So how does heat possibly affect a pimple? The theory is that the type of heat energy these devices produce when in close contact with a pimple has an oxidizing effect on porphyrins. Porphyrins are naturally occurring substances that are part of a cell's protoplasm (fluid structure). It seems that acne-causing bacteria are able to synthesize and store large amounts of porphyrins. When porphyrins are exposed to heat and light energy, they reach an excited state and a chemical reaction that forms an extra oxygen molecule happens. In much the same way benzoyl peroxide works on acne lesions, the extra oxygen kills acne-causing bacteria, thus reducing the size and severity of a pimple (Sources: Journal of Cosmetic and Laser Therapy, June 2005, pages 63–68; and June 2004, pages 91–95).
What's not as clear (pun intended) is whether or not any of the Zeno devices deliver enough power with each pulse of light to significantly impact acne. There are no published, peer-reviewed studies proving these at-home devices are effective (some published studies have used other devices that are available to physicians, not the general public). Instead, Zeno has done clinical trials whose results are impressive. But would you expect anything less? Considering the marketing and cost of these devices, the company certainly isn't going to go on record with clinical trials showing their device's treatments were average to poor or that they paled in comparison to what doctor-administered light treatments can accomplish.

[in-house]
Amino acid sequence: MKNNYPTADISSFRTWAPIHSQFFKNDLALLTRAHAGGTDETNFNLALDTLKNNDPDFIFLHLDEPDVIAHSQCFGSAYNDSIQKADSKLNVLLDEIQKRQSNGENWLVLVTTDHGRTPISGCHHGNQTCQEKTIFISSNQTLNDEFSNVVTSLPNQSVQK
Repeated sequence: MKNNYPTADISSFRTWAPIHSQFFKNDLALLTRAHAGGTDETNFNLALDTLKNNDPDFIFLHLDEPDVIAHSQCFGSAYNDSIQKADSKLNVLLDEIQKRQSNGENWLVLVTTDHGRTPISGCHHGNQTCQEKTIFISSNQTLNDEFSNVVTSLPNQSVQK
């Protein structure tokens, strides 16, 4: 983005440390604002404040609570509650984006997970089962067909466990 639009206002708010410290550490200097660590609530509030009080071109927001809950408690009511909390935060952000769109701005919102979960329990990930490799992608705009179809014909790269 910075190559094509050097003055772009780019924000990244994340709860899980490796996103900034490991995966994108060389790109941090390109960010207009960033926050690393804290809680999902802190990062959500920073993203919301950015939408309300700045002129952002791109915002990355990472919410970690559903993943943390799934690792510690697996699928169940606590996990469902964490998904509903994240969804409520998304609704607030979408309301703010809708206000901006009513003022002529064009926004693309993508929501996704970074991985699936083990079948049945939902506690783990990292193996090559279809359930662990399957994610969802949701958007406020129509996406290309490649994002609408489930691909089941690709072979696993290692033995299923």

What's even more telling that none of the clinical trials compared these heat-emitting devices to a sensible anti-acne skin-care routine, or to spot-treating a blemish with salicylic acid or benzoyl peroxide, options that might possibly have superior results. No mention was made of other anti-acne active ingredients such as salicylic acid, glycolic acid, or prescription vitamin A products. All in all, the information about these devices is limited, with great-sounding claims and little real scientific evidence in support of the assertions.